I installed the last of the cupboard handles (minus a tiny one that needs a door). I also installed these Jeep drawer stops at both ends of the drawers. Then I vacuumed the trailer, including the ceiling and walls, which were all dusty and dirty. Then I wiped the floor down and wiped up the spray from wet-sanding that had got all over everything.

I also installed the hooks for the future make-shift curtain rods.

I also ordered an SUV cover for the trailer on Amazon. Peace of mind.

Ha! Love the drawer stop! Nice!


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Re: All-Season Off-Road Tiny Trailer

Postby artquixotic » Mon Oct 31, 2016 12:51 pm

We finally took "The Sleeper" (short for Seattle Sleeper, a tentative name) camping! It did just fine. And we found plenty of problems to work on, which is the point of testing, I suppose. Rest assured TNTTT.com is already helping me research and solve the issues. They are:

1. Condensation. Duh; should have seen that coming. We picked the spot with an excellent view but couldn't see a thing for all the condensation. A candle and cracked windows helped a little, but the heavy rain and semi-wet inhabitants didn't help. I may install a cheaper, heavier furnace than planned, both to heat the trailer and to help with issue 2:
2. Speed wobble. As expected, I think the trailer has too much mass behind the axle. Mounting the motorcycle may help, as may adding another battery, furnace, and propane tank on the front of the trailer.
3. Small leak. At the front edge where some water leaked in while on the road with heavy rain and wind. I think a dab of silicone will fix that right up.
4. Mud splatter. The whole front of the trailer was covered in mud immediately after leaving the pavement. We also picked up a bunch of heavy grease somewhere on the freeway. I'll consider mud flaps and diamond plate or other siding. But the trailer handled lots of bumps just fine. 4wd was also required (for a turn around).
5. The brilliant water inlet cover that I installed brilliantly prevented me from screwing the hose attachment in. Brilliant. Easy fix.
6. The license plate light ($5) is faulty. I ordered another.
7. The front USB/lights are both switched improperly. One has both USB plugs always on, and the other switches both (I only wanted one switched). Maybe I'd been drinking when I wired those.
8. One of the windows doesn't open all the way. I think it's just sticky.

So there's a little more work to go!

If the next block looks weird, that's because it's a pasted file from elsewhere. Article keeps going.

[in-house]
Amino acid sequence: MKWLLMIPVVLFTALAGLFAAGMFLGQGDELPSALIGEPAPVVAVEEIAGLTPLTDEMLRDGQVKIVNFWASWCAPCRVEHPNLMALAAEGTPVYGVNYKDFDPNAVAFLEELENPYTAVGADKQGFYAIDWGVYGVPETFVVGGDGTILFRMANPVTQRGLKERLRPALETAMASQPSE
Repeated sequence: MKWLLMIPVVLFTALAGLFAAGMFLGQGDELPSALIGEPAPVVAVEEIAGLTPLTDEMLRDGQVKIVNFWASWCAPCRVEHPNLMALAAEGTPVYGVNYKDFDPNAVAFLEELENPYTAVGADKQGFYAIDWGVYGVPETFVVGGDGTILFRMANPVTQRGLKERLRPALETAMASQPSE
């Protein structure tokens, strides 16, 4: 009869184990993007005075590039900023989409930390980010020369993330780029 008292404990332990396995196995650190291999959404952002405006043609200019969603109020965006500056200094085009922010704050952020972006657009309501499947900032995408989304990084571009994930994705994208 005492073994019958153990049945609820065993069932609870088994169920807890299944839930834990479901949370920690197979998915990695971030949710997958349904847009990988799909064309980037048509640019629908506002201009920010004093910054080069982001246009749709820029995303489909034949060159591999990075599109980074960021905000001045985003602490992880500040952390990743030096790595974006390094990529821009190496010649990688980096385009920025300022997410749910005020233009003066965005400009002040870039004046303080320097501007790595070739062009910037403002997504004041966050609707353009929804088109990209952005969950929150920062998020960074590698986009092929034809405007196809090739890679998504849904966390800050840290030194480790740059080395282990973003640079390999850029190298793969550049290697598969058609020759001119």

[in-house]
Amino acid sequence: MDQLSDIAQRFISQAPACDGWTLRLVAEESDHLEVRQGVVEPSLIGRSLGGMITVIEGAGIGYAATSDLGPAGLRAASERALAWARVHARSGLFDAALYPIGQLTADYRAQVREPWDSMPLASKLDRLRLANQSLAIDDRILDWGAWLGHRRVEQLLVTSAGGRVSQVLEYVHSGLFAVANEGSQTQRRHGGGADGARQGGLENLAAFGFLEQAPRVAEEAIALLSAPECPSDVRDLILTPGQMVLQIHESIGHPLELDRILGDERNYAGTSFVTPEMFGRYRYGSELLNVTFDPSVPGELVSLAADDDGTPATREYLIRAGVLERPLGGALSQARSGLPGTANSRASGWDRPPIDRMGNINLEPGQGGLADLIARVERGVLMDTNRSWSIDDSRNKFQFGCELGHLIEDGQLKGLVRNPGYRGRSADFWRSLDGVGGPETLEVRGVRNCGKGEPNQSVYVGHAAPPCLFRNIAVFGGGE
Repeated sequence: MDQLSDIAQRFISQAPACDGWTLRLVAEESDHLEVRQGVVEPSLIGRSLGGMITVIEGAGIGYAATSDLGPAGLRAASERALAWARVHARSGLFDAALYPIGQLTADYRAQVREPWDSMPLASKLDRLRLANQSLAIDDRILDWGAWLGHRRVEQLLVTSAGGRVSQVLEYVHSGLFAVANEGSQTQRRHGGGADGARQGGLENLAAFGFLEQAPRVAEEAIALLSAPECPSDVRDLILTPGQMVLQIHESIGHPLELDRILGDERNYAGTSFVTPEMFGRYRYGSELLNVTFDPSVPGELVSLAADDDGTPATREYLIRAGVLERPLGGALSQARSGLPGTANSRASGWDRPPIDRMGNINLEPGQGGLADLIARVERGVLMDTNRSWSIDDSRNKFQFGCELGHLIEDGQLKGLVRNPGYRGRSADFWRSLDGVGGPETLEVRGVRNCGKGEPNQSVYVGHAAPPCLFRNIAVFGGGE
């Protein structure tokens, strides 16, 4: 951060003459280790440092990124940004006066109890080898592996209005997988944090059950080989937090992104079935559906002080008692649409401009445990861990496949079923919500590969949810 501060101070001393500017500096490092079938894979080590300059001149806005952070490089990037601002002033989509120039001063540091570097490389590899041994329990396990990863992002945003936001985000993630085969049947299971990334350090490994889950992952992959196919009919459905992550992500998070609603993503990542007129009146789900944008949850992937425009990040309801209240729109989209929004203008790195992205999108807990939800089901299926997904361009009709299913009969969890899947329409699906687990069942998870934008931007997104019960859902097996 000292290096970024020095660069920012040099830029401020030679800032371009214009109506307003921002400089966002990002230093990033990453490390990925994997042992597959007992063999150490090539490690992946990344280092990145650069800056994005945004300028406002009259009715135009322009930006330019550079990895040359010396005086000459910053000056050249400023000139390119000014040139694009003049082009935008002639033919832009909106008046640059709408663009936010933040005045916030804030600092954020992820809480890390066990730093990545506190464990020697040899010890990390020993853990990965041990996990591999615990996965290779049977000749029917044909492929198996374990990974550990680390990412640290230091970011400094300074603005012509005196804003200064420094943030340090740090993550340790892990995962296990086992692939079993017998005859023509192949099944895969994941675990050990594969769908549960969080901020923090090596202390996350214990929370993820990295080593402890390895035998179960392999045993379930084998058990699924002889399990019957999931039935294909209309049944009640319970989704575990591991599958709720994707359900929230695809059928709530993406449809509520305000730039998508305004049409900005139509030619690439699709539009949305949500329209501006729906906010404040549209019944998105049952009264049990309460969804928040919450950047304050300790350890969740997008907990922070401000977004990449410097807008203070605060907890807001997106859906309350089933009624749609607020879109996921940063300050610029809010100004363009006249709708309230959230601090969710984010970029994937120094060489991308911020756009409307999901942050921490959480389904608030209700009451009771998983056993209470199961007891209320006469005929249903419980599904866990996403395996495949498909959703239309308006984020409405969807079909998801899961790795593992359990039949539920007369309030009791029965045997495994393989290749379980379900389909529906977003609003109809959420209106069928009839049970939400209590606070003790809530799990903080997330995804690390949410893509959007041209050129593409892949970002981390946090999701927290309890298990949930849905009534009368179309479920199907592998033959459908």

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Re: All-Season Off-Road Tiny Trailer

Postby artquixotic » Tue Nov 22, 2016 1:30 pm

I did a little more work on the trailer. Bad news, though. The cover I bought leaked, apparently along a seam, and held water against the siding for a couple of weeks. There are now some small spots with serious wood delamination issues. Many layers of good-quality oil-based paint apparently aren't adequate protection against moisture. I'm looking into siding possibilities now, and am basically considering the trailer out of commission until that's done. As usual, TNTTT is a helpful source of information in my research this morning. For now, I put a tarp under the cover. I suspect more damage will happen until I install siding.

I sealed up the screw that I believe was causing the small water leak while the trailer was towed through a heavy rain storm. Also, the silicone that butted up against the side of the plexiglass roof separated from the plexiglass a little when the plexiglass shrank with the cold weather. I knew that was a possibility. I'm considering using adhesive silicone, but I understand that adhering to plexiglass is a challenge due to the characteristics of the material. I think the trustiest solution will be to install edging that overlaps the plexiglass and seals up against it over a larger surface area.

I installed a sway control kit, and the trailer tracked perfectly in a short test on the freeway.
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Re: All-Season Off-Road Tiny Trailer

Postby artquixotic » Sat Dec 17, 2016 3:01 pm

After slacking off for too long, I did some trailer work in the freezing weather today. I modified the inner fenders to not interfere with the suspension. I also cut away the 100% silicone that hadn't bonded to the plexiglass roof and applied adhesive silicone. If that sticks, unlike anything else supposedly will, great. If not, I'll have to seal the edges up with some tight trim. The siding still looks bad on one side, and I'm not comfortable trying to re-do the siding with the new material in these temperatures. However, it's nice to have the opportunity to apply the adhesive silicone when the plexiglass has shrunk about as much as it will. I'm pretty sure that at least some of the siding issues are from water coming around that seal and then delaminating the plywood from the inside. If I see that stop, then I'll feel more comfortable sealing up the siding from the outside.

Meanwhile, we may take the trailer out again in the next few weeks. Maybe we'll take it out on the beach!